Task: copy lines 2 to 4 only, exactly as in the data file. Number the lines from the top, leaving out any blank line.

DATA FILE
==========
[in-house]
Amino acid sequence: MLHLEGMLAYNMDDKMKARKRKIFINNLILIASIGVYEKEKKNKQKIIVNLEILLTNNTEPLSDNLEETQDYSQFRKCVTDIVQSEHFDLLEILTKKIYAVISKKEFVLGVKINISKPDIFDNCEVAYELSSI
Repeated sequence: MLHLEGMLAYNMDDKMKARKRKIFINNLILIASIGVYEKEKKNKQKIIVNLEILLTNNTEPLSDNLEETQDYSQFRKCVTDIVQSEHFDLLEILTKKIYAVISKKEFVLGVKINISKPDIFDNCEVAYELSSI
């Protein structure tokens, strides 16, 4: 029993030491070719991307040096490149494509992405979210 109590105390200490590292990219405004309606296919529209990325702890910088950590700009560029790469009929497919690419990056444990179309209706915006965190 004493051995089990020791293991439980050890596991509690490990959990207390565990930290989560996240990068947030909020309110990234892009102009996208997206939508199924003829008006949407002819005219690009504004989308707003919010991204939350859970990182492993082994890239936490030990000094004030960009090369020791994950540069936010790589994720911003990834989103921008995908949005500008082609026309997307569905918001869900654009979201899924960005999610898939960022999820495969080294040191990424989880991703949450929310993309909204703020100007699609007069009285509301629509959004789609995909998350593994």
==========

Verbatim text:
Amino acid sequence: MLHLEGMLAYNMDDKMKARKRKIFINNLILIASIGVYEKEKKNKQKIIVNLEILLTNNTEPLSDNLEETQDYSQFRKCVTDIVQSEHFDLLEILTKKIYAVISKKEFVLGVKINISKPDIFDNCEVAYELSSI
Repeated sequence: MLHLEGMLAYNMDDKMKARKRKIFINNLILIASIGVYEKEKKNKQKIIVNLEILLTNNTEPLSDNLEETQDYSQFRKCVTDIVQSEHFDLLEILTKKIYAVISKKEFVLGVKINISKPDIFDNCEVAYELSSI
């Protein structure tokens, strides 16, 4: 029993030491070719991307040096490149494509992405979210 109590105390200490590292990219405004309606296919529209990325702890910088950590700009560029790469009929497919690419990056444990179309209706915006965190 004493051995089990020791293991439980050890596991509690490990959990207390565990930290989560996240990068947030909020309110990234892009102009996208997206939508199924003829008006949407002819005219690009504004989308707003919010991204939350859970990182492993082994890239936490030990000094004030960009090369020791994950540069936010790589994720911003990834989103921008995908949005500008082609026309997307569905918001869900654009979201899924960005999610898939960022999820495969080294040191990424989880991703949450929310993309909204703020100007699609007069009285509301629509959004789609995909998350593994």